TRIBUTE TO ACADEMY NOMINEES FOR 2005 FROM THE 11TH CONGRESSIONAL DISTRICT OF NEW JERSEY -- (Extensions of Remarks - February 01, 2006)
HON. RODNEY P. FRELINGHUYSEN
OF NEW JERSEY
IN THE HOUSE OF REPRESENTATIVES
WEDNESDAY, FEBRUARY 1, 2006
* Mr. FRELINGHUYSEN. Mr. Speaker, every year, more high school seniors from the 11th Congressional District trade in varsity jackets for navy pea coats, Air Force flight suits, and Army brass buckles than most other districts in the country. But this is nothing new--our area has repeatedly sent an above average portion of its sons and daughters to the nation's military academies for decades.
* This fact should not come as a surprise. The educational excellence of area schools is well known and has long been a magnet for families looking for the best environment in which to raise their children. Our graduates are skilled not only in mathematics, science, and social studies, but also have solid backgrounds in sports, debate teams, and other extracurricular activities. This diverse upbringing makes military academy recruiters sit up and take note--indeed, many recruiters know our towns and schools by name.
* Since the 1830's, Members of Congress have enjoyed meeting, talking with, and nominating these superb young people to our military academies. But how did this process evolve? In 1843, when West Point was the sole academy, Congress ratified the nominating process and became directly involved in the makeup of our military's leadership. This was not an act of an imperial Congress bent on controlling every aspect of Government.
Rather, the procedure still used today was, and is, a further check and balance in our democracy. It was originally designed to weaken and divide political coloration in the officer corps, provide geographical balance to our armed services, and to make the officer corps more resilient to unfettered nepotism and handicapped European armies.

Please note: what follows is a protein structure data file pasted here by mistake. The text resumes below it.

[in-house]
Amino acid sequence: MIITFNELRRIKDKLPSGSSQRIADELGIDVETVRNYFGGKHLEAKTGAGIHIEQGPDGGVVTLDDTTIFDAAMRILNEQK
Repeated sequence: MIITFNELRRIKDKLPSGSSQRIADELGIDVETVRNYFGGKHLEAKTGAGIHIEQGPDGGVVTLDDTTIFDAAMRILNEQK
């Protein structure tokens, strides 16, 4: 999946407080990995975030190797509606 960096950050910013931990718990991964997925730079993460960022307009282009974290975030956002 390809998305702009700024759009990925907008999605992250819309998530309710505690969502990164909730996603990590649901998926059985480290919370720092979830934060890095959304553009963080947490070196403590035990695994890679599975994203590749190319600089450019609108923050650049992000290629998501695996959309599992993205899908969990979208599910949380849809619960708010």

* In 1854, Representative Gerritt Smith of New York added a new component to the academy nomination process--the academy review board. This was the first time a Member of Congress appointed prominent citizens from his district to screen applicants and assist with the serious duty of nominating candidates for academy admission. Today, I am honored to continue this wise tradition in my service to the 11th Congressional District.
* The Academy Review Board is composed of six local citizens, many of whom are veterans, who have shown exemplary service to New Jersey, to their communities, and to the continued excellence of education in our area. Though from diverse backgrounds and professions, they all share a common dedication that the best qualified and motivated graduates attend our academies. And, as true for most volunteer panels, their service goes largely unnoticed.
* I would like to take a moment to recognize these men and women and thank them publicly for participating in this important panel. Being on the board requires hard work and an objective mind. Members have the responsibility of interviewing upwards of 50 outstanding high school seniors every year in the academy review process.
* The nomination process follows a general timetable. High school seniors mail personal information directly to the Military Academy, the Naval Academy, the Air Force Academy, and the Merchant Marine Academy once they become interested in attending. Information includesacademic achievement, college entry test scores, and other activities. At this time, they also inform my office of their desire to be nominated.
* The academies then assess the applicants, rank them based on the data supplied, and return the files to my office with their notations. In late November, our Academy Review Board interviews all of the applicants over the course of 2 days. They assess a student's qualifications and analyze character, desire to serve, and other talents that may be hidden on paper.
* This year the board interviewed over 40 applicants. Nominations included 10 to the Naval Academy, 14 to the Military Academy, 4 to the Merchant Marine Academy and 7 to the Air Force Academy--the Coast Guard Academy does not use the Congressional nomination process. The recommendations are then forwarded to the academies by January 31st, where recruiters reviewed files and notified applicants and my office of their final decision on admission.
* As these highly motivated and talented young men and women go through the academy nominating process, never let us forget the sacrifice they are preparing to make: to defend our country and protect our citizens. This holds especially true at a time when our nation is fighting the war against terrorism. Whether it is in Afghanistan, Iraq, or other hot spots around the world, no doubt we are constantly reminded that wars are fought by the young. And, while our military missions are both important and dangerous, it is reassuring to know that we continue to put America's best and brightest in command.